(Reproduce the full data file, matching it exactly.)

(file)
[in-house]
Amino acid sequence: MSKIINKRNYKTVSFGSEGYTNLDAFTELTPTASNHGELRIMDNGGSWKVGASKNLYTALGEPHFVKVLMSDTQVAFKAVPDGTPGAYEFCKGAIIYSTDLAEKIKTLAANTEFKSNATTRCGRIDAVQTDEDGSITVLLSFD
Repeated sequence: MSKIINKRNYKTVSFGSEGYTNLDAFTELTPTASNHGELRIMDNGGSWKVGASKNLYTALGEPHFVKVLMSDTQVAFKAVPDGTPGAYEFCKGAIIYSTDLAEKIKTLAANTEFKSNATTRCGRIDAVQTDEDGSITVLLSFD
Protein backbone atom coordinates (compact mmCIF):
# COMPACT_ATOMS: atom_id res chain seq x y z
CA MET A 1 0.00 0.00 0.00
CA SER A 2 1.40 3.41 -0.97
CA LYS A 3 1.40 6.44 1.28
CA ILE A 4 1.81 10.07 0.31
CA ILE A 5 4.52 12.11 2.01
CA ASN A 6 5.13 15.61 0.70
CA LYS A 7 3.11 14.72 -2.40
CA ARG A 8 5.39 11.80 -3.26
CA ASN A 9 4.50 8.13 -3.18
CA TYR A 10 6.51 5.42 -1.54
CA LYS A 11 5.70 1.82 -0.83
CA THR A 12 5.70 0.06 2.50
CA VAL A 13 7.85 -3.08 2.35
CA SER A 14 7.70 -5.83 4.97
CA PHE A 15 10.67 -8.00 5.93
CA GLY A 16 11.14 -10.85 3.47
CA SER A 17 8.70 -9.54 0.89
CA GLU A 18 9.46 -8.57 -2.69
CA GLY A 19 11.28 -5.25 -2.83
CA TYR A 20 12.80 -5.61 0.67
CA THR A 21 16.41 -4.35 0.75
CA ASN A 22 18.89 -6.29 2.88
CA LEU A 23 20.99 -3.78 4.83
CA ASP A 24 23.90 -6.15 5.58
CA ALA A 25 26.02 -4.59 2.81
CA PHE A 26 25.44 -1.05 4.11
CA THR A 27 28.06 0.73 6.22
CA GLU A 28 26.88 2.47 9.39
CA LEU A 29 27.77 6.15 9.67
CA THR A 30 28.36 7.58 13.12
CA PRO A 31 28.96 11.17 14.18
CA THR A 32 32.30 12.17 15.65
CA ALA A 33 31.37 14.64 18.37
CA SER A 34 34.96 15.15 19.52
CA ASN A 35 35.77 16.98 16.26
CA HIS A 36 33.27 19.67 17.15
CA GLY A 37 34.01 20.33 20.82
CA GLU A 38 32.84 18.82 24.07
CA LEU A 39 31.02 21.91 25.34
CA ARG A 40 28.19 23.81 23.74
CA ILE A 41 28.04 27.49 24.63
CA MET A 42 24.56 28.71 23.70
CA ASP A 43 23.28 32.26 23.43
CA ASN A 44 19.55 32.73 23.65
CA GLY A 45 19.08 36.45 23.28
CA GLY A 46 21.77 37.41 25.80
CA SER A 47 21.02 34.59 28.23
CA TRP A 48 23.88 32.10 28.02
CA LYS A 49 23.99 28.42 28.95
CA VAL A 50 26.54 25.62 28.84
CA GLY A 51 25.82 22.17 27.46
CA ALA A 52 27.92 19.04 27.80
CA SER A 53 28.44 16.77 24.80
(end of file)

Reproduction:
[in-house]
Amino acid sequence: MSKIINKRNYKTVSFGSEGYTNLDAFTELTPTASNHGELRIMDNGGSWKVGASKNLYTALGEPHFVKVLMSDTQVAFKAVPDGTPGAYEFCKGAIIYSTDLAEKIKTLAANTEFKSNATTRCGRIDAVQTDEDGSITVLLSFD
Repeated sequence: MSKIINKRNYKTVSFGSEGYTNLDAFTELTPTASNHGELRIMDNGGSWKVGASKNLYTALGEPHFVKVLMSDTQVAFKAVPDGTPGAYEFCKGAIIYSTDLAEKIKTLAANTEFKSNATTRCGRIDAVQTDEDGSITVLLSFD
Protein backbone atom coordinates (compact mmCIF):
# COMPACT_ATOMS: atom_id res chain seq x y z
CA MET A 1 0.00 0.00 0.00
CA SER A 2 1.40 3.41 -0.97
CA LYS A 3 1.40 6.44 1.28
CA ILE A 4 1.81 10.07 0.31
CA ILE A 5 4.52 12.11 2.01
CA ASN A 6 5.13 15.61 0.70
CA LYS A 7 3.11 14.72 -2.40
CA ARG A 8 5.39 11.80 -3.26
CA ASN A 9 4.50 8.13 -3.18
CA TYR A 10 6.51 5.42 -1.54
CA LYS A 11 5.70 1.82 -0.83
CA THR A 12 5.70 0.06 2.50
CA VAL A 13 7.85 -3.08 2.35
CA SER A 14 7.70 -5.83 4.97
CA PHE A 15 10.67 -8.00 5.93
CA GLY A 16 11.14 -10.85 3.47
CA SER A 17 8.70 -9.54 0.89
CA GLU A 18 9.46 -8.57 -2.69
CA GLY A 19 11.28 -5.25 -2.83
CA TYR A 20 12.80 -5.61 0.67
CA THR A 21 16.41 -4.35 0.75
CA ASN A 22 18.89 -6.29 2.88
CA LEU A 23 20.99 -3.78 4.83
CA ASP A 24 23.90 -6.15 5.58
CA ALA A 25 26.02 -4.59 2.81
CA PHE A 26 25.44 -1.05 4.11
CA THR A 27 28.06 0.73 6.22
CA GLU A 28 26.88 2.47 9.39
CA LEU A 29 27.77 6.15 9.67
CA THR A 30 28.36 7.58 13.12
CA PRO A 31 28.96 11.17 14.18
CA THR A 32 32.30 12.17 15.65
CA ALA A 33 31.37 14.64 18.37
CA SER A 34 34.96 15.15 19.52
CA ASN A 35 35.77 16.98 16.26
CA HIS A 36 33.27 19.67 17.15
CA GLY A 37 34.01 20.33 20.82
CA GLU A 38 32.84 18.82 24.07
CA LEU A 39 31.02 21.91 25.34
CA ARG A 40 28.19 23.81 23.74
CA ILE A 41 28.04 27.49 24.63
CA MET A 42 24.56 28.71 23.70
CA ASP A 43 23.28 32.26 23.43
CA ASN A 44 19.55 32.73 23.65
CA GLY A 45 19.08 36.45 23.28
CA GLY A 46 21.77 37.41 25.80
CA SER A 47 21.02 34.59 28.23
CA TRP A 48 23.88 32.10 28.02
CA LYS A 49 23.99 28.42 28.95
CA VAL A 50 26.54 25.62 28.84
CA GLY A 51 25.82 22.17 27.46
CA ALA A 52 27.92 19.04 27.80
CA SER A 53 28.44 16.77 24.80